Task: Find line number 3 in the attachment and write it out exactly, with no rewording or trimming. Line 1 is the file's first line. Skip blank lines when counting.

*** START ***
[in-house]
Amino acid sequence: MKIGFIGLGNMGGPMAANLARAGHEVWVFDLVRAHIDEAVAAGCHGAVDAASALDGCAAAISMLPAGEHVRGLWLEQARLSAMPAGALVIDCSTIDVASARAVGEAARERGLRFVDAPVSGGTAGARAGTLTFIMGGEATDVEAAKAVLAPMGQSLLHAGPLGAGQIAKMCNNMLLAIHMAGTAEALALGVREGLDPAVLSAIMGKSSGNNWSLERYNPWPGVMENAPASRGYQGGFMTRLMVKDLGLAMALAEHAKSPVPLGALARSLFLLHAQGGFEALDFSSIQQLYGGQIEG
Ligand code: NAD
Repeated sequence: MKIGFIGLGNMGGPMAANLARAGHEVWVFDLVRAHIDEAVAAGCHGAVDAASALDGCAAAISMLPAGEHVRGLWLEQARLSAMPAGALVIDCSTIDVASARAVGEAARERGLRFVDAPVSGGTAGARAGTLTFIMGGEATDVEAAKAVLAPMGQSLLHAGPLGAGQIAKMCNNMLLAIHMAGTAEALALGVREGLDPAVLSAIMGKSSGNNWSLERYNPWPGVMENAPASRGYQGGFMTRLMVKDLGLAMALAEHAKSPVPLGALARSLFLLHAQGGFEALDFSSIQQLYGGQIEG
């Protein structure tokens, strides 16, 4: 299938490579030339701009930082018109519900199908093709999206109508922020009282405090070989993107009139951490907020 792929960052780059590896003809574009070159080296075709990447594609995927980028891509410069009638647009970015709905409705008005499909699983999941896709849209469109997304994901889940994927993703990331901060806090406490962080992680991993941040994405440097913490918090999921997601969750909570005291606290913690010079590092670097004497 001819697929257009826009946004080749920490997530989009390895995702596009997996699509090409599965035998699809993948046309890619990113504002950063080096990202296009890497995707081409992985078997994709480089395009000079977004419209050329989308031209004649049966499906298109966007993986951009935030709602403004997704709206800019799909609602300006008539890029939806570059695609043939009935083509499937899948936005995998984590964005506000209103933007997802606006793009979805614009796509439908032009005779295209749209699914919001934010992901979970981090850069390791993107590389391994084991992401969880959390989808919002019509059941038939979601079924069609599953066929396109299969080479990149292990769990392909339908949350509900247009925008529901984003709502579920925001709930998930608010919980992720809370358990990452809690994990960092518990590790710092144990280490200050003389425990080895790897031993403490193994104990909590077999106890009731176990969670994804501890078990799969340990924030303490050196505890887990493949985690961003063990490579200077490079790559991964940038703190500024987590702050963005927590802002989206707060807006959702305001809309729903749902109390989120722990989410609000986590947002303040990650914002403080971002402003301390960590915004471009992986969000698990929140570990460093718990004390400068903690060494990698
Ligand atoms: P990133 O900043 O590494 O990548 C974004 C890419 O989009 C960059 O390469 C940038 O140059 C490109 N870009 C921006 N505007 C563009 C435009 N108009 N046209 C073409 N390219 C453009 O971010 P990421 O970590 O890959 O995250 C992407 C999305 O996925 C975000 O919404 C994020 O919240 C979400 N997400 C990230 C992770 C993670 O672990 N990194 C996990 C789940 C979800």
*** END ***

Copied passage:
Ligand code: NAD